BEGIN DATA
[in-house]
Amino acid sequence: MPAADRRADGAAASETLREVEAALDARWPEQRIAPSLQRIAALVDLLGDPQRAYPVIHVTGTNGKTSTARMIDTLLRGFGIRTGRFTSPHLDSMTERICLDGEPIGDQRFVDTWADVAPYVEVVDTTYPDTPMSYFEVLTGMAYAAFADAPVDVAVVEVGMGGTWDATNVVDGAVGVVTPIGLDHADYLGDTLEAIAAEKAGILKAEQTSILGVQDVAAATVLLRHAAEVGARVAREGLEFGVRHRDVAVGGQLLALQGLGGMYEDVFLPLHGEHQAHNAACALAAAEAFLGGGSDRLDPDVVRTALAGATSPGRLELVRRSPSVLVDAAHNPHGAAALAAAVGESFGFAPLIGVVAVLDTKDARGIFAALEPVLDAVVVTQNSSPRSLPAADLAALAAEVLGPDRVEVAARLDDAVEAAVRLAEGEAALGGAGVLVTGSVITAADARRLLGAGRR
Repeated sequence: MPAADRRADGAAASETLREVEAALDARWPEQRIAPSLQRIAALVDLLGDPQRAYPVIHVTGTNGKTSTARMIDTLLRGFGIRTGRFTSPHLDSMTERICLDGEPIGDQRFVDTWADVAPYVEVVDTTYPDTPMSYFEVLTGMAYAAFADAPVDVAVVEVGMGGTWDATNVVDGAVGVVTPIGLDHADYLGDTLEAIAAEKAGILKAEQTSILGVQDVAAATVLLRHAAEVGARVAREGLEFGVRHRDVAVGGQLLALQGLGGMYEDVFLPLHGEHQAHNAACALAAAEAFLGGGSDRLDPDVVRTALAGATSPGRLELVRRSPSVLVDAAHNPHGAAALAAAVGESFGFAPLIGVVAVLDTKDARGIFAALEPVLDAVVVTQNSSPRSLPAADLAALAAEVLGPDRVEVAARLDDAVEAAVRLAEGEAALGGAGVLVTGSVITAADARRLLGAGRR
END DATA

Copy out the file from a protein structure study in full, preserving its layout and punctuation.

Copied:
[in-house]
Amino acid sequence: MPAADRRADGAAASETLREVEAALDARWPEQRIAPSLQRIAALVDLLGDPQRAYPVIHVTGTNGKTSTARMIDTLLRGFGIRTGRFTSPHLDSMTERICLDGEPIGDQRFVDTWADVAPYVEVVDTTYPDTPMSYFEVLTGMAYAAFADAPVDVAVVEVGMGGTWDATNVVDGAVGVVTPIGLDHADYLGDTLEAIAAEKAGILKAEQTSILGVQDVAAATVLLRHAAEVGARVAREGLEFGVRHRDVAVGGQLLALQGLGGMYEDVFLPLHGEHQAHNAACALAAAEAFLGGGSDRLDPDVVRTALAGATSPGRLELVRRSPSVLVDAAHNPHGAAALAAAVGESFGFAPLIGVVAVLDTKDARGIFAALEPVLDAVVVTQNSSPRSLPAADLAALAAEVLGPDRVEVAARLDDAVEAAVRLAEGEAALGGAGVLVTGSVITAADARRLLGAGRR
Repeated sequence: MPAADRRADGAAASETLREVEAALDARWPEQRIAPSLQRIAALVDLLGDPQRAYPVIHVTGTNGKTSTARMIDTLLRGFGIRTGRFTSPHLDSMTERICLDGEPIGDQRFVDTWADVAPYVEVVDTTYPDTPMSYFEVLTGMAYAAFADAPVDVAVVEVGMGGTWDATNVVDGAVGVVTPIGLDHADYLGDTLEAIAAEKAGILKAEQTSILGVQDVAAATVLLRHAAEVGARVAREGLEFGVRHRDVAVGGQLLALQGLGGMYEDVFLPLHGEHQAHNAACALAAAEAFLGGGSDRLDPDVVRTALAGATSPGRLELVRRSPSVLVDAAHNPHGAAALAAAVGESFGFAPLIGVVAVLDTKDARGIFAALEPVLDAVVVTQNSSPRSLPAADLAALAAEVLGPDRVEVAARLDDAVEAAVRLAEGEAALGGAGVLVTGSVITAADARRLLGAGRR